Living, Breathing Faith
“I am a man of faith,” my mentor explained. “I trust it will take me all the way through the night and into the morning. It is the hope I have.” My friend was not a young man. He was 95 and knew the end was near. He considered his death to be one more opportunity to exercise faith, something he had done throughout a very difficult life.
Faith is not a game. It is no day at the park. Though media pundits like Bill Maher and popular scientists like Richard Dawkins treat religious faith as though it were nothing more than a Marxian opiate for the masses, true faith is far more dangerous. You step gingerly at your own risk when you inhabit the world of heartfelt, gut-wrenching faith.
I recently had a problem that required the application of an acid compound to the bottom of my left foot. When the doctor applied the concoction it tingled slightly. I thought, This isn’t so bad. I went home and headed out for a five-mile run. When I could not walk the next morning and was still hobbling a week later, my sentiments toward the doctor were not admirable. Acid burns. Faith burns too.
In his book, Living Faith: Belief and Doubt in a Perilous World, French Nazi resister Jacques Ellul said, “Faith is a terribly caustic substance, a burning acid. It puts to the test every element of my life and society; it spares nothing. It leads me ineluctably to question my certitudes, all my moralities, beliefs, and policies.”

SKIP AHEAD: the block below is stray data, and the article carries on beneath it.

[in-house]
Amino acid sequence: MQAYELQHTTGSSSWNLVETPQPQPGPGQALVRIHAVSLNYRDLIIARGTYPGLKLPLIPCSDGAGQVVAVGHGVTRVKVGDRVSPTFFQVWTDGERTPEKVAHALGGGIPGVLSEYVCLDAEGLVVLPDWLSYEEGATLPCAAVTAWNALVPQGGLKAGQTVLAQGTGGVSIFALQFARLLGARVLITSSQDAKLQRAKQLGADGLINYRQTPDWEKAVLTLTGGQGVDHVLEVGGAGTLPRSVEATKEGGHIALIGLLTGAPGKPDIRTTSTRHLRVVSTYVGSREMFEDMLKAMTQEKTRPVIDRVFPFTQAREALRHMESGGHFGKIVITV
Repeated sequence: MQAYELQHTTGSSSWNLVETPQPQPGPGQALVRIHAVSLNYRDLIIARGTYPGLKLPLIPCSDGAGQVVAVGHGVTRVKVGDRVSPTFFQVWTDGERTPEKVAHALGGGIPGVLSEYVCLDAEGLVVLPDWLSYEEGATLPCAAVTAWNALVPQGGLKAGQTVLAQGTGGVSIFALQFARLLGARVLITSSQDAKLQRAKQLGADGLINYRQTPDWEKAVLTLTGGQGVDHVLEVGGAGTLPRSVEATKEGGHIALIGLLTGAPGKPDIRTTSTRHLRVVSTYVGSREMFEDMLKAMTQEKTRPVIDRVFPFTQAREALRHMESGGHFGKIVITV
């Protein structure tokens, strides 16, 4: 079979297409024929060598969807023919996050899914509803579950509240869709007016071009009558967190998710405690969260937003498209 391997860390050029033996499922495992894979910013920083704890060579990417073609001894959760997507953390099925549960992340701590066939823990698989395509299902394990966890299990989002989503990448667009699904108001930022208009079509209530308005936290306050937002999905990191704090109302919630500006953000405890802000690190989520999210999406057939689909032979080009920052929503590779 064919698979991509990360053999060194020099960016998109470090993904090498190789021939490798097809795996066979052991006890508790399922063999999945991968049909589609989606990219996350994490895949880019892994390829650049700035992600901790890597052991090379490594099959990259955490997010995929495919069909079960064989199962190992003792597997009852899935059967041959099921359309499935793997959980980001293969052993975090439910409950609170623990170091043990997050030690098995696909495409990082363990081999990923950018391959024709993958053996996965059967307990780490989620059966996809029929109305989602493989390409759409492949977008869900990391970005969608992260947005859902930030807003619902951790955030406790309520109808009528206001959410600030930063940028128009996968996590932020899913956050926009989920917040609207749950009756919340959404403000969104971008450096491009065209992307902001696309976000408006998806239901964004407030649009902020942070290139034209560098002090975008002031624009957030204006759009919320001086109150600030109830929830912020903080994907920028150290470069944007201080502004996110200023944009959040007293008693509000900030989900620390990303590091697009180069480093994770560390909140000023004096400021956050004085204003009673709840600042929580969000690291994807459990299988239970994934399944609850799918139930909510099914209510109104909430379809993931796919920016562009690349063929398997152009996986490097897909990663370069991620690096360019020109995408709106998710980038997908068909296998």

Frederick Buechner suggested that faith and doubt are of the same substance, with doubt being the “ants in the pants” of faith. Not acid, but hardly comfortable.
Within some Christian circles, faith is assumed to live next door to certainty. But I find they don’t even live on the same side of town, maybe not even in the same country. Certainty is elusive, if not impossible, to attain. Faith is attainable, but never easy.
Faith makes me confident in God, but suspicious of the certain confidence of humans. I resonate with the words of Ellul, who humbly concludes Living Faith by writing: “It (faith) is the surest road to realizing that ‘the only thing I know is that I don’t know anything.’” In regard to this writer, I imagine some of you have been confident of that for quite some time.